The application of colour in branding is more than just a creative concern. It is not something that should be based on a whim (I want my logo to be red because red is my favourite colour!) or a design look (green is the colour of the year!) with no regard to the implications the choice of colour brings. Colour is not just a design element as some business owners and graphic designers tend to believe. The right application of colour can connect a brand to its target market, can communicate much more effectively than the logo form and can determine whether a brand can be trusted.
Often, the application of colour to logo design and branding results in a passionate discussion between opposing points of view. One side believes colour and persuasion, or even a call to action, are intricately linked. That red makes you bold, yellow makes you happy and green makes you health-conscious. The other side believes that colour is too dependent on “personal factors” like age, gender, state of health, upbringing and culture to be categorically “boxed”. They argue that colour can mean many things to different people across different cultures. That while white is a colour of purity in the Western world, in China it is a colour of mourning. And while red is the colour of purity in India, it is the colour of mourning in South Africa.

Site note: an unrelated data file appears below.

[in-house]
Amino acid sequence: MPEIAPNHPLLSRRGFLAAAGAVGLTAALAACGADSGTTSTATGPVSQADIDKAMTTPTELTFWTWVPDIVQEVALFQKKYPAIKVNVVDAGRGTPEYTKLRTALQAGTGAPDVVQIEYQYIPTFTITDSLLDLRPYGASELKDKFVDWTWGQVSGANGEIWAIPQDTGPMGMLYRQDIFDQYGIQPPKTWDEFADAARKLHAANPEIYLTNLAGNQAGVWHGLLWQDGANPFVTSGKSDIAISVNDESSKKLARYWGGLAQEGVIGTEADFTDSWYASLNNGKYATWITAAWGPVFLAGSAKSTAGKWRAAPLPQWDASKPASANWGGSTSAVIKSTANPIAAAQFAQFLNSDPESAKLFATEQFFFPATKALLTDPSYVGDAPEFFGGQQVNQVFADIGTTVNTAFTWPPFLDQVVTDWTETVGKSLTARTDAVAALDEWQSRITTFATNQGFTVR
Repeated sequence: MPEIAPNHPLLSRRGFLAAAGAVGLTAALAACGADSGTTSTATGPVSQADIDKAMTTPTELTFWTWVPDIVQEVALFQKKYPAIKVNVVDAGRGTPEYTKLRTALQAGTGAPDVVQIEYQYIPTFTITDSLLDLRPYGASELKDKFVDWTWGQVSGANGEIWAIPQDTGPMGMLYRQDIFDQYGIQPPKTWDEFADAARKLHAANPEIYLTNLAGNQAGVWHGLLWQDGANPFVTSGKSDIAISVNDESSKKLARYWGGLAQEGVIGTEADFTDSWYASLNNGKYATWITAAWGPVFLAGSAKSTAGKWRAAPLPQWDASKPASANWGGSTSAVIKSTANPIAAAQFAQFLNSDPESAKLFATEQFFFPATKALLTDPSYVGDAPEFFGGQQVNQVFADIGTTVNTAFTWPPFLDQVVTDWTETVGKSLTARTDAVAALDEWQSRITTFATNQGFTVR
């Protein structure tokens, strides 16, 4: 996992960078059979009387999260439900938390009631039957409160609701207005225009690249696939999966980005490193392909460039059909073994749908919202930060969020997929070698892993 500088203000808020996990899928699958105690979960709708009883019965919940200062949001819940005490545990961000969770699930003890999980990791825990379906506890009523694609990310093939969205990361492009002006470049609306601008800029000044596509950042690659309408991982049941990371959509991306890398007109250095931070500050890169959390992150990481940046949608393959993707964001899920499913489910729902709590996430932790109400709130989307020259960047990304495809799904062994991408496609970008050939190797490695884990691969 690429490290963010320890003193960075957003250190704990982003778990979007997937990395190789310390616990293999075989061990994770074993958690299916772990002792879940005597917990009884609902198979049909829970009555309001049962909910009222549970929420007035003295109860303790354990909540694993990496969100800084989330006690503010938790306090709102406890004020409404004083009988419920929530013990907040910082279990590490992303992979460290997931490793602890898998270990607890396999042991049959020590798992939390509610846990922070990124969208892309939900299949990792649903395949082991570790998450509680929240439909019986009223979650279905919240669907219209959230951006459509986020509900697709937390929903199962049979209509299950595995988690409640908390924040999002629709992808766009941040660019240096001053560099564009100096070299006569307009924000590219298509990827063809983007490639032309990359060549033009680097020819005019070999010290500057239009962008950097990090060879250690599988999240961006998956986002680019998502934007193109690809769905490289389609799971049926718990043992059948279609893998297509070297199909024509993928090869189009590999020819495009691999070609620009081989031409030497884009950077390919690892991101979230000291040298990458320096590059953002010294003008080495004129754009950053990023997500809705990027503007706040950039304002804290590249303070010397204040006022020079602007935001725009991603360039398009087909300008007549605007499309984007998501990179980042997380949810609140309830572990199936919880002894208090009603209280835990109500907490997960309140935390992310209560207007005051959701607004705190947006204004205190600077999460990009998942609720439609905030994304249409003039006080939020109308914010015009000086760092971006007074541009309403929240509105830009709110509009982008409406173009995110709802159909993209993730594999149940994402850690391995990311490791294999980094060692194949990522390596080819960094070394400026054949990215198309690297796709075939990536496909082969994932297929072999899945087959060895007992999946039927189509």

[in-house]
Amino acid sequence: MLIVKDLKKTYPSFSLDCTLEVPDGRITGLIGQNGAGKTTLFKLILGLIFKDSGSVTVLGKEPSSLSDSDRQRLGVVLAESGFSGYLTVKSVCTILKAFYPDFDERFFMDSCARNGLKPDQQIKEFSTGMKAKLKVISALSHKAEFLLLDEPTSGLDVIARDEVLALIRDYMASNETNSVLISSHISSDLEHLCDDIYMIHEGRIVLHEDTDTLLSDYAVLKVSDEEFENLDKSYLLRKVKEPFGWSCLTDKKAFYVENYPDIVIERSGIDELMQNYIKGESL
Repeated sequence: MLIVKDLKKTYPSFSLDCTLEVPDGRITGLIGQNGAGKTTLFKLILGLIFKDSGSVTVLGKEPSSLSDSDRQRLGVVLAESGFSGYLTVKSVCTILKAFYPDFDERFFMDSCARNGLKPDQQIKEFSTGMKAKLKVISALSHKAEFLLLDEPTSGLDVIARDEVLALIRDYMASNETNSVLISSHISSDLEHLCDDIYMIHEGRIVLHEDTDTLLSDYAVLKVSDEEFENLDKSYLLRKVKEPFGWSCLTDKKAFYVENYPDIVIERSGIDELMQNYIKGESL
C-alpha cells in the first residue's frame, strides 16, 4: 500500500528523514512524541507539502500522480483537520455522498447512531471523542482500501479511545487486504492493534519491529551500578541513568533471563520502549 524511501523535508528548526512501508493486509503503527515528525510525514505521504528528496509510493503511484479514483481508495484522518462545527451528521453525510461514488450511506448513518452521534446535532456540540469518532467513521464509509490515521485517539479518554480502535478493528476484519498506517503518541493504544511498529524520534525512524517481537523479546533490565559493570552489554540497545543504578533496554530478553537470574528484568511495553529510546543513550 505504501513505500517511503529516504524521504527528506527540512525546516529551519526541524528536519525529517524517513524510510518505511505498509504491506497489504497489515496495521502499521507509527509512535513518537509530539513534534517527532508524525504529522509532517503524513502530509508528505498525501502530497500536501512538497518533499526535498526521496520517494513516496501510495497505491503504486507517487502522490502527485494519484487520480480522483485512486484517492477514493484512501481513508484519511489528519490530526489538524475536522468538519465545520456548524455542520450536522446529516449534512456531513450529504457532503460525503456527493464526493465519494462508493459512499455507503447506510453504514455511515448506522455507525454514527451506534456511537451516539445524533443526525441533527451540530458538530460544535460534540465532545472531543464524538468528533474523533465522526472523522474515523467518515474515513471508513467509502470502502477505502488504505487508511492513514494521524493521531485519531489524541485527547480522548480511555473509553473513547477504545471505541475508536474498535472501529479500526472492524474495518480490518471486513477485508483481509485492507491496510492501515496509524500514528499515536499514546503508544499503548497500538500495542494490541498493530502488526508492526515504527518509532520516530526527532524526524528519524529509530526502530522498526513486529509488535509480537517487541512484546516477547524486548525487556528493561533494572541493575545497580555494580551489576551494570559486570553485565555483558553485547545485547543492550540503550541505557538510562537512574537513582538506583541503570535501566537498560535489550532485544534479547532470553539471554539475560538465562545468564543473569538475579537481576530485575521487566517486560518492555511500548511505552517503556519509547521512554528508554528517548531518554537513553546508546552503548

Whether you are for or against either of these two opposing views, that is not what this article is about. It is about the common thread these opposing views share: How to choose the right colour for your brand?